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Single-point grounding design methods and techniques in PCB design
PCB News
Single-point grounding design methods and techniques in PCB design

Single-point grounding design methods and techniques in PCB design


Single-point grounding design methods and techniques in PCB design


PCB printed circuit board is very important to the design of signal grounding. If the grounding design is improper, the PCB circuit board will produce grounding noise and electromagnetic radiation during use, which will have a significant impact on the overall electrical performance of the product.

Therefore, the editor invited Benqiang circuit technology to introduce you to the design ideas of PCB printed circuit board grounding from single-point grounding, multi-point grounding, mixed grounding, analog circuit grounding, digital circuit grounding and many other aspects. , Design methods and techniques. It can be said to be full of sincerity and a lot of dry goods.

Due to space limitations, today we will first talk about the design method of single-point grounding in the circuit board.

Single-point grounding connection means that the grounding circuit is connected to a single reference point during the design process of PCB products. The purpose of this strict grounding setting is to prevent the current from two different subsystems (with different reference levels) from passing through the same return path as the RF current, resulting in common impedance coupling.

When components, circuits, interconnects, etc. are all operating in the frequency range of 1MHz or lower, the use of single-point grounding technology is the best, which means that the influence of distributed transmission impedance is minimal. At higher frequencies, the inductance of the return path becomes non-negligible. When the frequency is higher, the impedance of the power plane and interconnection traces is more significant. If the line length is an odd multiple of the signal 1/4 wavelength (the wavelength is determined by the rising edge rate of the periodic signal), these impedances can become very large . There is a finite impedance in the current return path, a voltage drop will be generated, and an undesirable radio frequency current will be generated. This is particularly prominent in PCB high-frequency circuit boards.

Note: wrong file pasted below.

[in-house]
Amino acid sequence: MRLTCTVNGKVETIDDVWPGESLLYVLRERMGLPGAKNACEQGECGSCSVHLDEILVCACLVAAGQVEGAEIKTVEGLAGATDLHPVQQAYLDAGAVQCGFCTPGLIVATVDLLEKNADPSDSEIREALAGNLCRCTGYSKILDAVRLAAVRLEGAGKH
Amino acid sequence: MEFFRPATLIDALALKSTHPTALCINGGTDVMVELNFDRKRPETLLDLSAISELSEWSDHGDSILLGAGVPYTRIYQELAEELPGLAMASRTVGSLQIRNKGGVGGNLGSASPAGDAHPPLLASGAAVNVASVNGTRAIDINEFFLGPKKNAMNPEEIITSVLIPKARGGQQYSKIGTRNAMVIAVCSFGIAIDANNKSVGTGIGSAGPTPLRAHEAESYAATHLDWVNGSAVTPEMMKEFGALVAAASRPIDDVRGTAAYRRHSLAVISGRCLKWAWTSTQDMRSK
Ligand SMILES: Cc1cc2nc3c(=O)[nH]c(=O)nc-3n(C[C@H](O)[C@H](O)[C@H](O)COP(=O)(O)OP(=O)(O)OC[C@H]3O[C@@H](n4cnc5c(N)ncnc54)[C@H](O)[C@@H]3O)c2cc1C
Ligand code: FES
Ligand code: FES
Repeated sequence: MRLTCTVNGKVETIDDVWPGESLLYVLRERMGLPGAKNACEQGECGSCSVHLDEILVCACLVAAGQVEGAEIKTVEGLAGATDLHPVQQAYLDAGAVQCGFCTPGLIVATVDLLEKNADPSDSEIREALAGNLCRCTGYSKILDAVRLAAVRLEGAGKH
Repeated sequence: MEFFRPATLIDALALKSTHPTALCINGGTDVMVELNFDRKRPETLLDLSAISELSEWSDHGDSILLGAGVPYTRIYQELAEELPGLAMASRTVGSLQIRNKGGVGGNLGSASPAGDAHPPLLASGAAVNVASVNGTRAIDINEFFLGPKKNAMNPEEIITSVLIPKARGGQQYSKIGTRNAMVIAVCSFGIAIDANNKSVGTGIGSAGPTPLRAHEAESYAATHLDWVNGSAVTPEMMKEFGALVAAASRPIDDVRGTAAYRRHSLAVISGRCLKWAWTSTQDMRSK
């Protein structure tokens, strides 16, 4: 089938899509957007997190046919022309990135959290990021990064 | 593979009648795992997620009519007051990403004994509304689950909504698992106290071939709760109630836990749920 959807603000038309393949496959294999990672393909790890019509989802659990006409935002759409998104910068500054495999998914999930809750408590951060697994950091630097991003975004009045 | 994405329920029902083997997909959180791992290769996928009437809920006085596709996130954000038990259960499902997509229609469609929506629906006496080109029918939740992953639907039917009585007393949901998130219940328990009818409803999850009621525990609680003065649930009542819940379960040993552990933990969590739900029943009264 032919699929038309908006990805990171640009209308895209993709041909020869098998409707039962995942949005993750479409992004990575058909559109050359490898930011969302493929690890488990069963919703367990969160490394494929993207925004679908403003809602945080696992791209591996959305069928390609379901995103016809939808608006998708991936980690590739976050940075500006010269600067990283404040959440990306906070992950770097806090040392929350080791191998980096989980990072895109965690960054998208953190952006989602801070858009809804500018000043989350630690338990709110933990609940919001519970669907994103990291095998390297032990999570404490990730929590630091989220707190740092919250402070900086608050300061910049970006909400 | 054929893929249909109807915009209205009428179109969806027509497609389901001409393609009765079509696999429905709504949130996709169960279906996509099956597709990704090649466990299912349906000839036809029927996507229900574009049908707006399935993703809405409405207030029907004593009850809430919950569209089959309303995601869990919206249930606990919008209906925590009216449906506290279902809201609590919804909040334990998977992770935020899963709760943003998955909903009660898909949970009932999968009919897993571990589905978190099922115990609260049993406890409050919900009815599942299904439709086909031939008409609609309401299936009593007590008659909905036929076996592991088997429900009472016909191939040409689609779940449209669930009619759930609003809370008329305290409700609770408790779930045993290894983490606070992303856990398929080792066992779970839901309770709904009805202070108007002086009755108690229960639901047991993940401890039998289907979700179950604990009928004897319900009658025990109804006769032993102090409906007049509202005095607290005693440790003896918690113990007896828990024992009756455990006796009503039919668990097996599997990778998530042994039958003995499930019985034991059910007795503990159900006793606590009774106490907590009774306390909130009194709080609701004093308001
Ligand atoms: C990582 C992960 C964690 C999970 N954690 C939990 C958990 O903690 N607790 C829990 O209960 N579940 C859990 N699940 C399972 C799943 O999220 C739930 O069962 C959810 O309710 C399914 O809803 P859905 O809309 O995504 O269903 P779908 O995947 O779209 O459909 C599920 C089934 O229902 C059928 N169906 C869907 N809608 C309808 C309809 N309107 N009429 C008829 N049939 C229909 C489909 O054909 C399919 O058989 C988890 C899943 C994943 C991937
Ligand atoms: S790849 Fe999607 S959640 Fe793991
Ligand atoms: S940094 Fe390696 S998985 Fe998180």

Due to the significant influence of impedance at RF, these traces and ground conductors work like loop antennas, and the amount of radiated energy depends on the size of the loop. A curly loop, regardless of its shape, is still an antenna. For this reason, single-point grounding technology is usually no longer used when the frequency is higher than 1MHz. In Figure 1 below, two methods of single-point grounding technology are shown: series grounding and parallel grounding. Series grounding is a cascade chain structure that allows common impedance coupling between the ground references of each subsystem. This is unreasonable when the frequency is higher than 1MHz. This figure only draws the inductance in the grounding circuit, and distributed capacitance also exists in these three grounding circuits. When inductance and capacitance exist at the same time, resonance occurs. For this structure, there may be 3 different resonances.

Single point grounding method in PCB design